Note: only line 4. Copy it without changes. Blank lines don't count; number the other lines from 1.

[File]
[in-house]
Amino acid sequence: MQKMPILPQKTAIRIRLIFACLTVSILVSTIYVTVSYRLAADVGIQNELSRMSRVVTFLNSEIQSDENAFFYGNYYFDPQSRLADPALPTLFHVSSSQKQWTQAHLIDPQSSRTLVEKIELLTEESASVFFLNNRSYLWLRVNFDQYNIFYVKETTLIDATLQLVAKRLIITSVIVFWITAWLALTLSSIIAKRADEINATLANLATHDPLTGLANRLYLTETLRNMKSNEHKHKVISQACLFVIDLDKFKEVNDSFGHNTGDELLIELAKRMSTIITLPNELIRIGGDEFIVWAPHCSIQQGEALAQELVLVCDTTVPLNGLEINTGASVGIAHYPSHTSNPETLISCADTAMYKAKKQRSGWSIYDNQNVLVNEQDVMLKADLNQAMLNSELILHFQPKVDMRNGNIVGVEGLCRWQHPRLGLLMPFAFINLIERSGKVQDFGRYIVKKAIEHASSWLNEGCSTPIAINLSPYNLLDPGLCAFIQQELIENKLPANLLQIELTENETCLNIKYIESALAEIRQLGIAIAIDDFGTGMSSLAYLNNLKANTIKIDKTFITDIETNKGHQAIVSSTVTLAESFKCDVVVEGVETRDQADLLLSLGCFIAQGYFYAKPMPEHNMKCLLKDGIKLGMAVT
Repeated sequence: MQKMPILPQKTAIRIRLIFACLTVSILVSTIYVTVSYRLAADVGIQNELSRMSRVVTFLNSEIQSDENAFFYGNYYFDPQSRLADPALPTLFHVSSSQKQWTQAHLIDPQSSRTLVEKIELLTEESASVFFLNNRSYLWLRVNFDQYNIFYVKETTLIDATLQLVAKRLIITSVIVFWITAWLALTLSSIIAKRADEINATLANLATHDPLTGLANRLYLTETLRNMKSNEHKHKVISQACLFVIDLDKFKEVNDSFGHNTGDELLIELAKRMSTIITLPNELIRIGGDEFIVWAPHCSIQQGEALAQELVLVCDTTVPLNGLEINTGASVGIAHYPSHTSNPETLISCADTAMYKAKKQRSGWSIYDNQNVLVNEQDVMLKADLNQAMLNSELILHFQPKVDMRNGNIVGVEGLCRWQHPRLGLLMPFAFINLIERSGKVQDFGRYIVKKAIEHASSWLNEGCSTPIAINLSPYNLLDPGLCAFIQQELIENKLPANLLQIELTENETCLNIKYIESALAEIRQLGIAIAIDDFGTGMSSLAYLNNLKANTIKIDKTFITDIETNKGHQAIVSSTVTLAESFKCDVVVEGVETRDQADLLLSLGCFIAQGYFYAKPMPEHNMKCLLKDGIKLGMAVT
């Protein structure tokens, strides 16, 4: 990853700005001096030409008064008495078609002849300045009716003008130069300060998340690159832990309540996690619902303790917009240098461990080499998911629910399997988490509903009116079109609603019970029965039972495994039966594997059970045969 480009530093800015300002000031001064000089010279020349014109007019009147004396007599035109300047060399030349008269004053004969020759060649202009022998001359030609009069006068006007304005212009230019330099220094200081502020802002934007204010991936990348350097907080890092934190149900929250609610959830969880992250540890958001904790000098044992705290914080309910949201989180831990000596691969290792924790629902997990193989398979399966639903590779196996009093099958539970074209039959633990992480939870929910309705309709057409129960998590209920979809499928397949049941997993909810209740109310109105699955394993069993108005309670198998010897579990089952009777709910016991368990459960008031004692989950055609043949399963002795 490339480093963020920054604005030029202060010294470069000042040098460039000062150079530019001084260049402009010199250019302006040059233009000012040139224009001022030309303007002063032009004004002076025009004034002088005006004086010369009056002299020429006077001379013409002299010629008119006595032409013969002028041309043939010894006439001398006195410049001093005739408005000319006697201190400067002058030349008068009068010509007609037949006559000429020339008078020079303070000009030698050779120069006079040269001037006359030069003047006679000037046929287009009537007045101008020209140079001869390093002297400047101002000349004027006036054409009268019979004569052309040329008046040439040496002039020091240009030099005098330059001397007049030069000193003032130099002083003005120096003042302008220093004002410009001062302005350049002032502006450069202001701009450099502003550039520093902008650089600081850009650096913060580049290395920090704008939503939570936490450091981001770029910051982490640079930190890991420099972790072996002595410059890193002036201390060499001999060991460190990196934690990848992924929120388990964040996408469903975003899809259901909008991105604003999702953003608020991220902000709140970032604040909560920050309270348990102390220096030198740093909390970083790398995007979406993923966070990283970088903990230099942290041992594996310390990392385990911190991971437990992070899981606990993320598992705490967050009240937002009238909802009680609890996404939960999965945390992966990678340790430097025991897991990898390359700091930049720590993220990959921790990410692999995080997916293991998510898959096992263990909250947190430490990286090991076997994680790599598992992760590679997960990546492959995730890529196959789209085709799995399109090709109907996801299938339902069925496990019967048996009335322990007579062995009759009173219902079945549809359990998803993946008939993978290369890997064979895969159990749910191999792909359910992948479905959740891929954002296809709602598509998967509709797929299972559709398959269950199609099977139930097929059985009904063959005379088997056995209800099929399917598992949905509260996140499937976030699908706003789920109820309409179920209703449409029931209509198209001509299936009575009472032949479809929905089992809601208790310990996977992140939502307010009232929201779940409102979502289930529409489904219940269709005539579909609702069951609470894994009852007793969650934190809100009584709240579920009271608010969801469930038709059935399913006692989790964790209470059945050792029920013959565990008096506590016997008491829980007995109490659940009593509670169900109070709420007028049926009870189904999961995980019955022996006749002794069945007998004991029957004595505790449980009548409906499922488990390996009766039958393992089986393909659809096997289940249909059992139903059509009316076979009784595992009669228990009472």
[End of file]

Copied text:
């Protein structure tokens, strides 16, 4: 990853700005001096030409008064008495078609002849300045009716003008130069300060998340690159832990309540996690619902303790917009240098461990080499998911629910399997988490509903009116079109609603019970029965039972495994039966594997059970045969 480009530093800015300002000031001064000089010279020349014109007019009147004396007599035109300047060399030349008269004053004969020759060649202009022998001359030609009069006068006007304005212009230019330099220094200081502020802002934007204010991936990348350097907080890092934190149900929250609610959830969880992250540890958001904790000098044992705290914080309910949201989180831990000596691969290792924790629902997990193989398979399966639903590779196996009093099958539970074209039959633990992480939870929910309705309709057409129960998590209920979809499928397949049941997993909810209740109310109105699955394993069993108005309670198998010897579990089952009777709910016991368990459960008031004692989950055609043949399963002795 490339480093963020920054604005030029202060010294470069000042040098460039000062150079530019001084260049402009010199250019302006040059233009000012040139224009001022030309303007002063032009004004002076025009004034002088005006004086010369009056002299020429006077001379013409002299010629008119006595032409013969002028041309043939010894006439001398006195410049001093005739408005000319006697201190400067002058030349008068009068010509007609037949006559000429020339008078020079303070000009030698050779120069006079040269001037006359030069003047006679000037046929287009009537007045101008020209140079001869390093002297400047101002000349004027006036054409009268019979004569052309040329008046040439040496002039020091240009030099005098330059001397007049030069000193003032130099002083003005120096003042302008220093004002410009001062302005350049002032502006450069202001701009450099502003550039520093902008650089600081850009650096913060580049290395920090704008939503939570936490450091981001770029910051982490640079930190890991420099972790072996002595410059890193002036201390060499001999060991460190990196934690990848992924929120388990964040996408469903975003899809259901909008991105604003999702953003608020991220902000709140970032604040909560920050309270348990102390220096030198740093909390970083790398995007979406993923966070990283970088903990230099942290041992594996310390990392385990911190991971437990992070899981606990993320598992705490967050009240937002009238909802009680609890996404939960999965945390992966990678340790430097025991897991990898390359700091930049720590993220990959921790990410692999995080997916293991998510898959096992263990909250947190430490990286090991076997994680790599598992992760590679997960990546492959995730890529196959789209085709799995399109090709109907996801299938339902069925496990019967048996009335322990007579062995009759009173219902079945549809359990998803993946008939993978290369890997064979895969159990749910191999792909359910992948479905959740891929954002296809709602598509998967509709797929299972559709398959269950199609099977139930097929059985009904063959005379088997056995209800099929399917598992949905509260996140499937976030699908706003789920109820309409179920209703449409029931209509198209001509299936009575009472032949479809929905089992809601208790310990996977992140939502307010009232929201779940409102979502289930529409489904219940269709005539579909609702069951609470894994009852007793969650934190809100009584709240579920009271608010969801469930038709059935399913006692989790964790209470059945050792029920013959565990008096506590016997008491829980007995109490659940009593509670169900109070709420007028049926009870189904999961995980019955022996006749002794069945007998004991029957004595505790449980009548409906499922488990390996009766039958393992089986393909659809096997289940249909059992139903059509009316076979009784595992009669228990009472």